Self-efficacy and resilience among American Indian adults: A study of successful American Indian adult survivors of life stress/trauma

Martin Michael Cutler
School of Education, University of South Dakota
August, 2006


The purpose of this study was to explore the experience of self-efficacy (Bandura, 1995) in American Indian trauma survivors who have achieved subsequent life success. The study examined the socially-driven process of resilience in recovery from trauma (Masten & Coatsworth, 1998). The phenomenology process emphasized the trauma survivor's unique experience of trauma resolution through a traditional American Indian healing continuum.

A phenomenological analysis model defined by Moustakas (1994) was used as a methodological basis for this study. Data were generated from ten in-depth interviews with adult American Indian trauma survivors who were identified as individuals embodying traditional values and noteworthy for distinguished service in the Armed Forces, education, community, or governmental affairs, or status and/or participation in spiritual or religious activities. Themes, textural descriptions, and structural descriptions were derived which led to the essence of their experiences and the role self-efficacy played in these transformations.

The themes revealed included: (a) the necessity of self-efficacy in the resilience narratives; (b) the unique features of resilience experiences among successful American Indian people; (c) recognition of factors influencing survival; (d) recognition of the interpersonal nature of healing; (e) the prevalence of social interest as a recursive theme among these American Indians; (f) clear movement beyond the problem-saturated narrative; (g) recognition that self-efficacy is teachable; and (h) recognition of differences across gender. Phenomenological reconstruction revealed a lifelong process of recursive movement beginning with intervention and healing, then coming full circle when these leaders recognized and utilized their own healing powers by caring for and investing in others.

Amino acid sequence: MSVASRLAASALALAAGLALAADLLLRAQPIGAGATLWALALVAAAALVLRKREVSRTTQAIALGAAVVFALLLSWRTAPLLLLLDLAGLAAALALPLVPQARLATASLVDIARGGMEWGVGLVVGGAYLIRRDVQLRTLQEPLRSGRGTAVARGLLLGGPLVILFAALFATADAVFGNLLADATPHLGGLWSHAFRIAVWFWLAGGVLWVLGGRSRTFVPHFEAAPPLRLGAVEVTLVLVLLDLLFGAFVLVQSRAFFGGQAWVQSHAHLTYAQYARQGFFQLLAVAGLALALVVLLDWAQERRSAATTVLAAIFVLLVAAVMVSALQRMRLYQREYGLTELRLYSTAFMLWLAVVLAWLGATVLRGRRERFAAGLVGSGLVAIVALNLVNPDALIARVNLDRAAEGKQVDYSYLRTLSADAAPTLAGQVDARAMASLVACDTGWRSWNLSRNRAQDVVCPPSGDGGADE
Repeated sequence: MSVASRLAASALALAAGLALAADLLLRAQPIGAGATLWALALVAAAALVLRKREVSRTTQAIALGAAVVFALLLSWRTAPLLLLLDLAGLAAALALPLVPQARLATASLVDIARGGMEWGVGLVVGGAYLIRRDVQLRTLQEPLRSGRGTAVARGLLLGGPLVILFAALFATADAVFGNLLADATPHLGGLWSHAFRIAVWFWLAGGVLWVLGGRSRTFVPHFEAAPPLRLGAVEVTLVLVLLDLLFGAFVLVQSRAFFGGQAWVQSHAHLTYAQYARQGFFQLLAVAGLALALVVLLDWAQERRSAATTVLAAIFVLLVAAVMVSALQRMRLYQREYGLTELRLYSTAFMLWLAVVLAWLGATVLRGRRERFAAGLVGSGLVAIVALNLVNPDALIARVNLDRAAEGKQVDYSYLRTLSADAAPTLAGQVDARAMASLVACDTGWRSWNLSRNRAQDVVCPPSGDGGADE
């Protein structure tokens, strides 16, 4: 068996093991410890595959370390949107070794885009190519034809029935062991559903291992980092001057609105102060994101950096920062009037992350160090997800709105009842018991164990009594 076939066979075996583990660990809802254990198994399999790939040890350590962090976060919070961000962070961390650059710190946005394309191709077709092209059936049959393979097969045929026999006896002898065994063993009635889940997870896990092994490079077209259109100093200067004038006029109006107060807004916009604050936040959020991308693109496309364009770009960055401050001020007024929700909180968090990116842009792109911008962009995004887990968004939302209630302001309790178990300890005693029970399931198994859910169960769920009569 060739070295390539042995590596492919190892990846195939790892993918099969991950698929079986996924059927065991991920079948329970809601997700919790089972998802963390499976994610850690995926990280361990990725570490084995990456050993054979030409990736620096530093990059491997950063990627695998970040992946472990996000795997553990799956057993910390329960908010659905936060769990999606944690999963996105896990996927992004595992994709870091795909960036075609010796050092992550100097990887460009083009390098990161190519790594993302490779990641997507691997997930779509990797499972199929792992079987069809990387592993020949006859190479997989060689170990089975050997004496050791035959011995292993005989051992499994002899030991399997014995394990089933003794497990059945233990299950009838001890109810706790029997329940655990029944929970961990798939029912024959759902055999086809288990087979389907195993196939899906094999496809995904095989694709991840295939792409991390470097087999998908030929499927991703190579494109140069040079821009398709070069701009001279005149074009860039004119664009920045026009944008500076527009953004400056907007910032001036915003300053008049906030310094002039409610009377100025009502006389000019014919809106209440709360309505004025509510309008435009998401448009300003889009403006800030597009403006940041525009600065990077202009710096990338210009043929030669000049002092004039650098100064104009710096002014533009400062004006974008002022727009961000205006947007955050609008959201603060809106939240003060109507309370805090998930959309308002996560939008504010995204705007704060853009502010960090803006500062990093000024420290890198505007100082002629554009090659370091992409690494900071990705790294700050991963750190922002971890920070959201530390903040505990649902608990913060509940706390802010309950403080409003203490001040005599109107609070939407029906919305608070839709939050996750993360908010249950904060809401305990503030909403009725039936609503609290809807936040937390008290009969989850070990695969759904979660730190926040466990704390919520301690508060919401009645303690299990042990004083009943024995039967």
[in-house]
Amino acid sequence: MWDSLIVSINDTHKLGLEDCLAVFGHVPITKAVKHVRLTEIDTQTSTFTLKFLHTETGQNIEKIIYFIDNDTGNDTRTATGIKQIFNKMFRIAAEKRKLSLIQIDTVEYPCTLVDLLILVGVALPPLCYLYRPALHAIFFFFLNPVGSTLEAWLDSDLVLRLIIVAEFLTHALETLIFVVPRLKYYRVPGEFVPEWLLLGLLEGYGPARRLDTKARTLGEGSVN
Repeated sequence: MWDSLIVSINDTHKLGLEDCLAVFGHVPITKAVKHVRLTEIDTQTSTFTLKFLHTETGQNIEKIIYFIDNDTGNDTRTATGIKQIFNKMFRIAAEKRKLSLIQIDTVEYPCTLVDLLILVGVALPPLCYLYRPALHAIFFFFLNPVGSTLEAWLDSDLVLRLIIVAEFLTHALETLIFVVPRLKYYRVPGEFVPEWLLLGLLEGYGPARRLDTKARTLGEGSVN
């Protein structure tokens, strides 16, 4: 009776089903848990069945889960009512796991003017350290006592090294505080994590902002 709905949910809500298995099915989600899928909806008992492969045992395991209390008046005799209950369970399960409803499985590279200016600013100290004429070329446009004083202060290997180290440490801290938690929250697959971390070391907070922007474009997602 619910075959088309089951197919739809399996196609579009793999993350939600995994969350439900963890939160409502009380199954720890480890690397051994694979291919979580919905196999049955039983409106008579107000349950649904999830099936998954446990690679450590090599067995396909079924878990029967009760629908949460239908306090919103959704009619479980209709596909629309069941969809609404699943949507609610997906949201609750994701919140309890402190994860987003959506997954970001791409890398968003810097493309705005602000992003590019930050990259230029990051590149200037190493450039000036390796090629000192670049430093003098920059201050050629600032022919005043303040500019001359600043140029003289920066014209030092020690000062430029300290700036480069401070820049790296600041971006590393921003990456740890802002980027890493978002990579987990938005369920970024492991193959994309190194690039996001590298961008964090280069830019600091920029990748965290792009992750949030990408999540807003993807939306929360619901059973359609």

The results of the study found American Indian trauma survivors' experiences of self-efficacious trauma resolution to be interpersonal, solution-focused and recursive. These findings have implications for the inclusion and integration of phenomenological meaning reconstruction theory in counselor education, counseling practice, and self-efficacy and resilience research, as well as an expansion of cultural dialogue that acknowledges the interpersonal and cultural nature of trauma resolution.